Everyone has a past. Each of us can recall aspects of our life experiences that have taught us lessons, brought us pain, or caused us to feel embarrassed. Knowing what you know now, what would you do differently if you were given the opportunity to go back in time and live your life over?
The good news is that in Christ, we have been made a new creation and a line has been drawn with our past. Through Him, we aren't who we used to be. We have been granted a new name and an identity that isn't anchored in our mistakes, failures, embarrassments, or old nature. Still, sometimes we struggle with issues from our past that resurface again in our present. What kind of line is Christ inviting us to draw with our past? How is the Holy Spirit empowering us to live, no longer for ourselves, but for Christ in the present?
I. Set your hope on the grace of Jesus Christ
The letters that the Holy Spirit inspired Peter to write aren't very long compared to some of the other books of the Bible, but they're packed with helpful counsel and content for believers of all eras. In the midst of looking at the content that's shared in these passages, it becomes clear that Peter was a man of action. In his role of leadership in the early church, Peter was someone who strongly encouraged believers to do something with their faith. He wanted to see those who were under his care or influence actually putting their faith into practice.
Even as we look at this section of his letter, we see Peter encouraging believers to do the right thing, not only with their bodies, but also their minds. This is helpful to notice because the actions we commit with our hands have a direct connection to what we welcome into our thinking or allow our minds to dwell on.
The counsel we're given here as followers of Jesus Christ is to first of all prepare our minds for action. We're being challenged to not just be people who dwell in the muddy waters of theories and speculation, but to use our minds in an active manner.
But, as we well know, there are plenty of things that challenge or even inhibit us from using our minds in an active and healthy way. Peter reminds us to be "sober-minded." A sober-minded man is someone who yields their mind over to the Holy Spirit, and as a result, their mind is disciplined, focused, and morally straight. I'm often asked my opinion on certain drugs, drinks, medicines, hypnosis, and images that are meant to entice or arouse. One of my main reasons for not wanting to welcome these things into my life is because I lump them together into things that have the capacity to inhibit my desire to be a sober-minded follower of Christ.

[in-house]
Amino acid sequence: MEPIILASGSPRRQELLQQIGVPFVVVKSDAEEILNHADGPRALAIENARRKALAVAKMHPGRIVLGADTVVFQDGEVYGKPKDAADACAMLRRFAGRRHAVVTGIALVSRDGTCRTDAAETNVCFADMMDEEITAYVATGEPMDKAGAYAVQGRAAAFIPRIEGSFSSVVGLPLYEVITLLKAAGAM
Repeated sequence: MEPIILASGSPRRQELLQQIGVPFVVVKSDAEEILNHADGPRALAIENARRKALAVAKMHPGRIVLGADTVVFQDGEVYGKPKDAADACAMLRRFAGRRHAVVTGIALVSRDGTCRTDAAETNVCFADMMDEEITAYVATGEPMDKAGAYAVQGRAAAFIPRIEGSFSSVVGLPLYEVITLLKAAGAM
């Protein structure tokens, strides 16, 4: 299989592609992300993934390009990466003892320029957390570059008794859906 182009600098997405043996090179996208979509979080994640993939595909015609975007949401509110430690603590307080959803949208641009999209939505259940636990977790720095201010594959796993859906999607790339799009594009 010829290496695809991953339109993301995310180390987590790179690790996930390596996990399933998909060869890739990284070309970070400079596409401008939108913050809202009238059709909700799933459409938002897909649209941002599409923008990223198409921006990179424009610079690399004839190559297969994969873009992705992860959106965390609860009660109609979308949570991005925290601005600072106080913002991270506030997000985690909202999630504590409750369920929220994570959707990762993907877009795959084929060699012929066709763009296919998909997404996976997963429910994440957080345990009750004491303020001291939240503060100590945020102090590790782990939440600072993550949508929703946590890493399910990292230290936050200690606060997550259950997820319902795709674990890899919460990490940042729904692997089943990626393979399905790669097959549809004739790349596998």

Instead of yielding our minds over to competing affections, Peter encourages us to be hopeful people. Specifically, we're challenged to set our hope on Jesus Christ and the grace He delights to bring into our lives. I think this is particularly good counsel when something comes your way that seems to have a depressive effect. Our hope isn't in our circumstances. Our hope is in Christ.
II. Don't conform to the passions of your old nature
Peter goes on to challenge the readers of his letter. He encourages us to see ourselves in a new light. Specifically, we're reminded that we are children of God who have the privilege of living in obedience to Him. This is the kind of advice that sounds quite similar to the directions Jesus gave the apostles just before He returned back to Heaven.
Instead of living in obedience to our sin nature or the shameful ways of this world, we're encouraged to live as obedient children of God.
I don't know about you, but I know for me this tends to be one of the biggest struggles I face as someone who truly desires to follow Jesus and grow in my relationship with Him. Peter speaks of the temptations of this world as passions that we gave into when we were living in ignorance. Now that we've been shown the light, we're challenged not to go back to the very things Jesus rescued us from. But let's be honest. Those things still tempt us.
Gratefully, we haven't been called to face temptation without help. It's been said that temptation tends to fall into three primary categories; the lusts of the flesh, the lusts of the eyes, and the boastful pride of life. We have been enlightened by the Holy Spirit to begin seeing those lusts and boasts for what they really are. They make false promises to soothe our hearts, when all they really want to do is destroy our lives. In Christ, we can see this now.